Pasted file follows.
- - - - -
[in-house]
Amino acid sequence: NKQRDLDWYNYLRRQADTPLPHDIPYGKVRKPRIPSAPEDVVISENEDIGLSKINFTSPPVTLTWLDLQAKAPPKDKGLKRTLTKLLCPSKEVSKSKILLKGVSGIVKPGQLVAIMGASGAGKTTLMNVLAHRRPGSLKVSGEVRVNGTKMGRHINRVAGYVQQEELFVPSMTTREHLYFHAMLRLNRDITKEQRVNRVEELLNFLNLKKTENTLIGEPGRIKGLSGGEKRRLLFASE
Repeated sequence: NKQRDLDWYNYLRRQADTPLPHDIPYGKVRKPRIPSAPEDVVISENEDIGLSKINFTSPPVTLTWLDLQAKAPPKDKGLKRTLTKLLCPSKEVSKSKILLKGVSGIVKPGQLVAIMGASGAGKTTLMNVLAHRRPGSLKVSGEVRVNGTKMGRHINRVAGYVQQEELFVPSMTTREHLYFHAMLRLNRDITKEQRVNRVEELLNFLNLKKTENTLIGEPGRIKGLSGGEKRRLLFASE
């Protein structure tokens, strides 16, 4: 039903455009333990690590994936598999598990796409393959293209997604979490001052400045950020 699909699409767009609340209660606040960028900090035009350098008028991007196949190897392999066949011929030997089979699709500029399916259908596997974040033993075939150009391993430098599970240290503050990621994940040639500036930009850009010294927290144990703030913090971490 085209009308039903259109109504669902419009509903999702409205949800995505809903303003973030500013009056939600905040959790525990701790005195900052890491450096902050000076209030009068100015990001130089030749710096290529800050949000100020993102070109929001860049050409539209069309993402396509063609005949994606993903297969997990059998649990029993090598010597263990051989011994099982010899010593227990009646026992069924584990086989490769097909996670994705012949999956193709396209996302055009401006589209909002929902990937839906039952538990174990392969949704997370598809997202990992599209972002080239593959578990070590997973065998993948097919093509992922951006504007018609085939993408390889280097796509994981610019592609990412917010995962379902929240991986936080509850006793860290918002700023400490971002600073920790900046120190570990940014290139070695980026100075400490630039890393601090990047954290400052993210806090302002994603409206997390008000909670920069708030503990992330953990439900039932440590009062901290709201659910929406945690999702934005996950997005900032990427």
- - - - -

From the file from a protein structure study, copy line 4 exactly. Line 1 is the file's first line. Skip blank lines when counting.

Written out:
């Protein structure tokens, strides 16, 4: 039903455009333990690590994936598999598990796409393959293209997604979490001052400045950020 699909699409767009609340209660606040960028900090035009350098008028991007196949190897392999066949011929030997089979699709500029399916259908596997974040033993075939150009391993430098599970240290503050990621994940040639500036930009850009010294927290144990703030913090971490 085209009308039903259109109504669902419009509903999702409205949800995505809903303003973030500013009056939600905040959790525990701790005195900052890491450096902050000076209030009068100015990001130089030749710096290529800050949000100020993102070109929001860049050409539209069309993402396509063609005949994606993903297969997990059998649990029993090598010597263990051989011994099982010899010593227990009646026992069924584990086989490769097909996670994705012949999956193709396209996302055009401006589209909002929902990937839906039952538990174990392969949704997370598809997202990992599209972002080239593959578990070590997973065998993948097919093509992922951006504007018609085939993408390889280097796509994981610019592609990412917010995962379902929240991986936080509850006793860290918002700023400490971002600073920790900046120190570990940014290139070695980026100075400490630039890393601090990047954290400052993210806090302002994603409206997390008000909670920069708030503990992330953990439900039932440590009062901290709201659910929406945690999702934005996950997005900032990427």